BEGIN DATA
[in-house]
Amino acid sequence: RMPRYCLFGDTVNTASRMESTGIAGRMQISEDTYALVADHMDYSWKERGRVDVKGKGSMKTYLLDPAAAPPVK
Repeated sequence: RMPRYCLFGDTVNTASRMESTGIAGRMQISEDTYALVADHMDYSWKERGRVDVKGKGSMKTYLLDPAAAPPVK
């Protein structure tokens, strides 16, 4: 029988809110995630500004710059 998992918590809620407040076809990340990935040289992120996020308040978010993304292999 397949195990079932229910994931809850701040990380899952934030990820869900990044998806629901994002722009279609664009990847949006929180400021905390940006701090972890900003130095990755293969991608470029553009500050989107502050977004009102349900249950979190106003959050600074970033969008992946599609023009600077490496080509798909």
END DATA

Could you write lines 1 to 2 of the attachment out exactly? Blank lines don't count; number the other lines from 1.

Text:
[in-house]
Amino acid sequence: RMPRYCLFGDTVNTASRMESTGIAGRMQISEDTYALVADHMDYSWKERGRVDVKGKGSMKTYLLDPAAAPPVK